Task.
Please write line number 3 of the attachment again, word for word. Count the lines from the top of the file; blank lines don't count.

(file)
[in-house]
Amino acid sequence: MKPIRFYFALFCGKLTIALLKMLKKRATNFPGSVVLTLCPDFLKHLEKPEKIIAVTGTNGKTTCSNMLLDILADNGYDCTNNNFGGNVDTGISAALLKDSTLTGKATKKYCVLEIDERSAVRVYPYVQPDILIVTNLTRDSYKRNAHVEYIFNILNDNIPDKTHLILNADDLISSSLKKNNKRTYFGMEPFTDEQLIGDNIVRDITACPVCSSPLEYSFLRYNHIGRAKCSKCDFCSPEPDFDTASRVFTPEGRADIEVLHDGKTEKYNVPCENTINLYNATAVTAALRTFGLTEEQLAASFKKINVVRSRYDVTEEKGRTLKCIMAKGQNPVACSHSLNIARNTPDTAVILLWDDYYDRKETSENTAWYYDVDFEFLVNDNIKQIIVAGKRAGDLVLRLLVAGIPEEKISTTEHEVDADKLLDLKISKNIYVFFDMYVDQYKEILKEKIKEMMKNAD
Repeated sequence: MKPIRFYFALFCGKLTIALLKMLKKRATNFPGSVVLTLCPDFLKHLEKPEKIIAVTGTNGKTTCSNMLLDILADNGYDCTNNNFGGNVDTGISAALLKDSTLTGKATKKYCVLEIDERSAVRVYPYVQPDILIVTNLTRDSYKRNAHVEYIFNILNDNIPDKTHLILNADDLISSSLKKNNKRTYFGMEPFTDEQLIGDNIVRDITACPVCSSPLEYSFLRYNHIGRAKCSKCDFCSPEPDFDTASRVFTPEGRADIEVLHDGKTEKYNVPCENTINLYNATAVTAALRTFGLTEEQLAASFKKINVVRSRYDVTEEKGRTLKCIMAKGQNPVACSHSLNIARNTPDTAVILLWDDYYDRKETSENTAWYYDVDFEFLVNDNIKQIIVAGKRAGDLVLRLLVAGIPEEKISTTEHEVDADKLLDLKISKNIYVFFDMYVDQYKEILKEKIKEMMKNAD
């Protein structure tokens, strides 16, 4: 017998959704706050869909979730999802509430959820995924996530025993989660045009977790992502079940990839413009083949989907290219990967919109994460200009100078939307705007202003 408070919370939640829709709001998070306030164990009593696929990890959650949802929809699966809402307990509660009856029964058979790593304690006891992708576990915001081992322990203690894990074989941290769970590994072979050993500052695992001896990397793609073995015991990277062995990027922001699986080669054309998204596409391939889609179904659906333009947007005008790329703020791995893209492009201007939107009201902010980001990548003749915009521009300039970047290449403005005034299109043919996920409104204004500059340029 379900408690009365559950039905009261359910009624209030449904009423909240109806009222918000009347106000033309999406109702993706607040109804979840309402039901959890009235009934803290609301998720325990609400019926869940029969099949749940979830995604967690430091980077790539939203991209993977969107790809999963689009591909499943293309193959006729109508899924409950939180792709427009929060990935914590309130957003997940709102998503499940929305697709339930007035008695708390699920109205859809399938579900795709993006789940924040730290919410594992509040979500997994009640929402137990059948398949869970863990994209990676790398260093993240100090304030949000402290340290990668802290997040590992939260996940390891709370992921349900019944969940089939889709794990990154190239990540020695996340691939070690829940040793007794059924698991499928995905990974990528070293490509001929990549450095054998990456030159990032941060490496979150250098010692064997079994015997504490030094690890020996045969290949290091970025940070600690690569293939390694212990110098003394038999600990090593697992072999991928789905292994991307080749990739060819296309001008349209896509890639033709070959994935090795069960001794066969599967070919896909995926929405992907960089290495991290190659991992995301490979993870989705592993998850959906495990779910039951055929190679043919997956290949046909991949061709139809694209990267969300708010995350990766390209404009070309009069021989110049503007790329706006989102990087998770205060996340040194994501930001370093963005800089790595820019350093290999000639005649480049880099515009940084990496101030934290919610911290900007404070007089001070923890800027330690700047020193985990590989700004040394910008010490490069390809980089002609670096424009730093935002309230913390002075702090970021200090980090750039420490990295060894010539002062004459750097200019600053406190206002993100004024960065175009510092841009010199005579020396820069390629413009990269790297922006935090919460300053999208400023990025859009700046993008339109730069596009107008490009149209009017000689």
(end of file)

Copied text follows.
Repeated sequence: MKPIRFYFALFCGKLTIALLKMLKKRATNFPGSVVLTLCPDFLKHLEKPEKIIAVTGTNGKTTCSNMLLDILADNGYDCTNNNFGGNVDTGISAALLKDSTLTGKATKKYCVLEIDERSAVRVYPYVQPDILIVTNLTRDSYKRNAHVEYIFNILNDNIPDKTHLILNADDLISSSLKKNNKRTYFGMEPFTDEQLIGDNIVRDITACPVCSSPLEYSFLRYNHIGRAKCSKCDFCSPEPDFDTASRVFTPEGRADIEVLHDGKTEKYNVPCENTINLYNATAVTAALRTFGLTEEQLAASFKKINVVRSRYDVTEEKGRTLKCIMAKGQNPVACSHSLNIARNTPDTAVILLWDDYYDRKETSENTAWYYDVDFEFLVNDNIKQIIVAGKRAGDLVLRLLVAGIPEEKISTTEHEVDADKLLDLKISKNIYVFFDMYVDQYKEILKEKIKEMMKNAD